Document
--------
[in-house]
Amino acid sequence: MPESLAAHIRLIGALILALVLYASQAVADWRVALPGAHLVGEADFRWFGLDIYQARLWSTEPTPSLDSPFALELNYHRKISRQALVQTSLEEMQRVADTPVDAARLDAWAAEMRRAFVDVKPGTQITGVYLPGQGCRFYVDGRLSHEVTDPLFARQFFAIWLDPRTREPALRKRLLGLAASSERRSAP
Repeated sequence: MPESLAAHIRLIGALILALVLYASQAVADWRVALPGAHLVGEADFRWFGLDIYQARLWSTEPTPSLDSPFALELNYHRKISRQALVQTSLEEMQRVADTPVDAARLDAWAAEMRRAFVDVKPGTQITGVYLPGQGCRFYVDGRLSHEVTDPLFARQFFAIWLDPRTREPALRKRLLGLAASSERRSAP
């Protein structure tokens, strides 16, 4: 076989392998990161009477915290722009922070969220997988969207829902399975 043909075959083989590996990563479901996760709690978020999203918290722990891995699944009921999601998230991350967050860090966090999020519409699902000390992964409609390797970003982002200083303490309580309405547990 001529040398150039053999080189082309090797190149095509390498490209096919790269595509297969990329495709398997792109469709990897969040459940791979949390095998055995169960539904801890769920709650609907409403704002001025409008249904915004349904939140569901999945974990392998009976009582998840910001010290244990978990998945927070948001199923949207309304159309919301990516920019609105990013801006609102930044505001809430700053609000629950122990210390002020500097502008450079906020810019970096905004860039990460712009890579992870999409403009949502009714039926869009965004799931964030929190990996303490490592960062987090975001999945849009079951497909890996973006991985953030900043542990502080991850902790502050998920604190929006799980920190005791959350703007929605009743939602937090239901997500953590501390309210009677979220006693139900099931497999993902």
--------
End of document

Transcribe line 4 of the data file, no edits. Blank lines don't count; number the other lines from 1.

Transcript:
């Protein structure tokens, strides 16, 4: 076989392998990161009477915290722009922070969220997988969207829902399975 043909075959083989590996990563479901996760709690978020999203918290722990891995699944009921999601998230991350967050860090966090999020519409699902000390992964409609390797970003982002200083303490309580309405547990 001529040398150039053999080189082309090797190149095509390498490209096919790269595509297969990329495709398997792109469709990897969040459940791979949390095998055995169960539904801890769920709650609907409403704002001025409008249904915004349904939140569901999945974990392998009976009582998840910001010290244990978990998945927070948001199923949207309304159309919301990516920019609105990013801006609102930044505001809430700053609000629950122990210390002020500097502008450079906020810019970096905004860039990460712009890579992870999409403009949502009714039926869009965004799931964030929190990996303490490592960062987090975001999945849009079951497909890996973006991985953030900043542990502080991850902790502050998920604190929006799980920190005791959350703007929605009743939602937090239901997500953590501390309210009677979220006693139900099931497999993902």